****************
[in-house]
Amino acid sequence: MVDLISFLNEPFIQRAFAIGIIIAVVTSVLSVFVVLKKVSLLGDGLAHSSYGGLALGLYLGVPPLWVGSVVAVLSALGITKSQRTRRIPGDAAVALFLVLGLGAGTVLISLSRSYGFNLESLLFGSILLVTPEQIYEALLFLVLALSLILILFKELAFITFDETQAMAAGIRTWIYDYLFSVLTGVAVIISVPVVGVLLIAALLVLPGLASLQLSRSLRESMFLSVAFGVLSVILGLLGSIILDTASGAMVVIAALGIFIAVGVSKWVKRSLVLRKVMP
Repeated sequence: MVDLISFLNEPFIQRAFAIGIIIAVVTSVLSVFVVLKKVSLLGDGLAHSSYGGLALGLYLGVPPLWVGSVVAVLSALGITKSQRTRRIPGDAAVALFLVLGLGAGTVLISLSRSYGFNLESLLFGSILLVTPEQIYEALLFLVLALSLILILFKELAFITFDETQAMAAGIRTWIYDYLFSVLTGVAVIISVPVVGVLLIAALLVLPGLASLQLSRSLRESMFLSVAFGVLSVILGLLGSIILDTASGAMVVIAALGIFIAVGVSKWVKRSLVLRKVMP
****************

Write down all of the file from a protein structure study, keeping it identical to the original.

[in-house]
Amino acid sequence: MVDLISFLNEPFIQRAFAIGIIIAVVTSVLSVFVVLKKVSLLGDGLAHSSYGGLALGLYLGVPPLWVGSVVAVLSALGITKSQRTRRIPGDAAVALFLVLGLGAGTVLISLSRSYGFNLESLLFGSILLVTPEQIYEALLFLVLALSLILILFKELAFITFDETQAMAAGIRTWIYDYLFSVLTGVAVIISVPVVGVLLIAALLVLPGLASLQLSRSLRESMFLSVAFGVLSVILGLLGSIILDTASGAMVVIAALGIFIAVGVSKWVKRSLVLRKVMP
Repeated sequence: MVDLISFLNEPFIQRAFAIGIIIAVVTSVLSVFVVLKKVSLLGDGLAHSSYGGLALGLYLGVPPLWVGSVVAVLSALGITKSQRTRRIPGDAAVALFLVLGLGAGTVLISLSRSYGFNLESLLFGSILLVTPEQIYEALLFLVLALSLILILFKELAFITFDETQAMAAGIRTWIYDYLFSVLTGVAVIISVPVVGVLLIAALLVLPGLASLQLSRSLRESMFLSVAFGVLSVILGLLGSIILDTASGAMVVIAALGIFIAVGVSKWVKRSLVLRKVMP